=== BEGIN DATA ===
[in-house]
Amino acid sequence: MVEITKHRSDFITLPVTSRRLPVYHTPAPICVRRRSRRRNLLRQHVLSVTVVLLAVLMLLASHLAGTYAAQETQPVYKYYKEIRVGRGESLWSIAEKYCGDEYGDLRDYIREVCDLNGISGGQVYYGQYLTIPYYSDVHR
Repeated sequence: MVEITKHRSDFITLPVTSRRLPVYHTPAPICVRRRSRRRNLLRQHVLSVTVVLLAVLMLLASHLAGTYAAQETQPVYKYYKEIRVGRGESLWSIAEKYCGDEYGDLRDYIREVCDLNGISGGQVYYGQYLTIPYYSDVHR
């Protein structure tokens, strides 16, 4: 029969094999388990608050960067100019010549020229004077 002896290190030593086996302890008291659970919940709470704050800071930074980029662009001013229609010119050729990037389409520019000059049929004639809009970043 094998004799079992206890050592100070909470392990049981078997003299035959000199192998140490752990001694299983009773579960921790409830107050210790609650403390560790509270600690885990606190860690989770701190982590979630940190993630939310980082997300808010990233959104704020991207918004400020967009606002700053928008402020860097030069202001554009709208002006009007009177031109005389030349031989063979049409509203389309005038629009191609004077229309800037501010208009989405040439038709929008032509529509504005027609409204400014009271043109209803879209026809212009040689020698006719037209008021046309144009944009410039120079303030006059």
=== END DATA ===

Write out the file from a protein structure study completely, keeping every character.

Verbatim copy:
[in-house]
Amino acid sequence: MVEITKHRSDFITLPVTSRRLPVYHTPAPICVRRRSRRRNLLRQHVLSVTVVLLAVLMLLASHLAGTYAAQETQPVYKYYKEIRVGRGESLWSIAEKYCGDEYGDLRDYIREVCDLNGISGGQVYYGQYLTIPYYSDVHR
Repeated sequence: MVEITKHRSDFITLPVTSRRLPVYHTPAPICVRRRSRRRNLLRQHVLSVTVVLLAVLMLLASHLAGTYAAQETQPVYKYYKEIRVGRGESLWSIAEKYCGDEYGDLRDYIREVCDLNGISGGQVYYGQYLTIPYYSDVHR
């Protein structure tokens, strides 16, 4: 029969094999388990608050960067100019010549020229004077 002896290190030593086996302890008291659970919940709470704050800071930074980029662009001013229609010119050729990037389409520019000059049929004639809009970043 094998004799079992206890050592100070909470392990049981078997003299035959000199192998140490752990001694299983009773579960921790409830107050210790609650403390560790509270600690885990606190860690989770701190982590979630940190993630939310980082997300808010990233959104704020991207918004400020967009606002700053928008402020860097030069202001554009709208002006009007009177031109005389030349031989063979049409509203389309005038629009191609004077229309800037501010208009989405040439038709929008032509529509504005027609409204400014009271043109209803879209026809212009040689020698006719037209008021046309144009944009410039120079303030006059």